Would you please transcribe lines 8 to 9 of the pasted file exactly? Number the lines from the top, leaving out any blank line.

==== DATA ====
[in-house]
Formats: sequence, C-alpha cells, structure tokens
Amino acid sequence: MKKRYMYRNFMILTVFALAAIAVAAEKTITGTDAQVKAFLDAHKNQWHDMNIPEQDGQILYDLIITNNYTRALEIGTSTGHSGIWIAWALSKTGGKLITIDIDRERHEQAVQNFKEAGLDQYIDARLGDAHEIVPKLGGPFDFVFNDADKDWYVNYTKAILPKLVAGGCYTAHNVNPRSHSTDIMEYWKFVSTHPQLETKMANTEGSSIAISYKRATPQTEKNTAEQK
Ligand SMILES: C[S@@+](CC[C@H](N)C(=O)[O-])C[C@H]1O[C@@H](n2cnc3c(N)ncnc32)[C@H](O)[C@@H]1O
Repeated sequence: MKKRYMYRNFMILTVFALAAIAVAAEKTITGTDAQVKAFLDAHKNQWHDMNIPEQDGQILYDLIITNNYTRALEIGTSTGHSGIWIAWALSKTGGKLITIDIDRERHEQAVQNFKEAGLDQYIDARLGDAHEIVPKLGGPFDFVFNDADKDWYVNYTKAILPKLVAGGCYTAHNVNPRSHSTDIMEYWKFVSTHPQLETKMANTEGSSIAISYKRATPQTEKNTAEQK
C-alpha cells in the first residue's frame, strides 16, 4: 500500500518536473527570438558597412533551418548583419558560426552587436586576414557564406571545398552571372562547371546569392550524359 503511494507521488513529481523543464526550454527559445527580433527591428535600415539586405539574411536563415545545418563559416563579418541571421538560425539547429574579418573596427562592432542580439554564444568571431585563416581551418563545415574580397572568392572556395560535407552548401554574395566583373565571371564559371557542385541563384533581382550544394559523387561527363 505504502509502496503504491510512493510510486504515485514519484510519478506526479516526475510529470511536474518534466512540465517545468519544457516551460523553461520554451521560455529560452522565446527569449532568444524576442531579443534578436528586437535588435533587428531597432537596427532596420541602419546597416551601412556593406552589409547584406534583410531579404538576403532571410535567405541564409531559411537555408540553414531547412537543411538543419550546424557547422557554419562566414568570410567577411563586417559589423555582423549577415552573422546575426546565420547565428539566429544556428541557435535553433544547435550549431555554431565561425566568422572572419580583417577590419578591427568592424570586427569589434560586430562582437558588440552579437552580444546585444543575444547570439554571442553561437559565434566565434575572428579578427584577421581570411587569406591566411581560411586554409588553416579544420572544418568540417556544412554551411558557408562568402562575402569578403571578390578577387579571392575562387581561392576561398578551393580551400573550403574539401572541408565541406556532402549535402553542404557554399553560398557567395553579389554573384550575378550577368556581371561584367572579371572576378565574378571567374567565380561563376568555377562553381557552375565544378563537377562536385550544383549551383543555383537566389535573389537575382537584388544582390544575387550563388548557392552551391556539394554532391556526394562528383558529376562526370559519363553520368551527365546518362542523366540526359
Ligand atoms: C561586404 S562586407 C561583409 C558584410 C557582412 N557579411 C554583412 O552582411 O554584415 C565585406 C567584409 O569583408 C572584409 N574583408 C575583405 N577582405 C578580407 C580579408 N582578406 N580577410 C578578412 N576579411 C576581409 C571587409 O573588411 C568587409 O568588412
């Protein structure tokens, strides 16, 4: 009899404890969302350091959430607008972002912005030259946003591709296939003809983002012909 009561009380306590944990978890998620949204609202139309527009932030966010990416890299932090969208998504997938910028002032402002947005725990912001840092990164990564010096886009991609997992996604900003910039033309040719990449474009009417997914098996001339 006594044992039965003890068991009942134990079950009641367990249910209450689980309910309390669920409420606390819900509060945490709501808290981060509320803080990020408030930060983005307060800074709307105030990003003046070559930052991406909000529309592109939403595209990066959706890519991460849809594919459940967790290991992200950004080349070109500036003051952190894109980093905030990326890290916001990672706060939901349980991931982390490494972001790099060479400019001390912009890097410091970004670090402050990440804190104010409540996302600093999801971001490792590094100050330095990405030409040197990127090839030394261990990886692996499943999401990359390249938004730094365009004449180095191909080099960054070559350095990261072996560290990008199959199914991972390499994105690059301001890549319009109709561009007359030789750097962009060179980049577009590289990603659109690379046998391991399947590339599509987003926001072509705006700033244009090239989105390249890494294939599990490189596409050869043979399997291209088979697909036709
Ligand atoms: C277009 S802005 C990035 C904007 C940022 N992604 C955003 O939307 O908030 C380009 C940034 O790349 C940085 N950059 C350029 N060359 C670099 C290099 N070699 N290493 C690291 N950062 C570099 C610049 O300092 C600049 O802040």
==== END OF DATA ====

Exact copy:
């Protein structure tokens, strides 16, 4: 009899404890969302350091959430607008972002912005030259946003591709296939003809983002012909 009561009380306590944990978890998620949204609202139309527009932030966010990416890299932090969208998504997938910028002032402002947005725990912001840092990164990564010096886009991609997992996604900003910039033309040719990449474009009417997914098996001339 006594044992039965003890068991009942134990079950009641367990249910209450689980309910309390669920409420606390819900509060945490709501808290981060509320803080990020408030930060983005307060800074709307105030990003003046070559930052991406909000529309592109939403595209990066959706890519991460849809594919459940967790290991992200950004080349070109500036003051952190894109980093905030990326890290916001990672706060939901349980991931982390490494972001790099060479400019001390912009890097410091970004670090402050990440804190104010409540996302600093999801971001490792590094100050330095990405030409040197990127090839030394261990990886692996499943999401990359390249938004730094365009004449180095191909080099960054070559350095990261072996560290990008199959199914991972390499994105690059301001890549319009109709561009007359030789750097962009060179980049577009590289990603659109690379046998391991399947590339599509987003926001072509705006700033244009090239989105390249890494294939599990490189596409050869043979399997291209088979697909036709
Ligand atoms: C277009 S802005 C990035 C904007 C940022 N992604 C955003 O939307 O908030 C380009 C940034 O790349 C940085 N950059 C350029 N060359 C670099 C290099 N070699 N290493 C690291 N950062 C570099 C610049 O300092 C600049 O802040």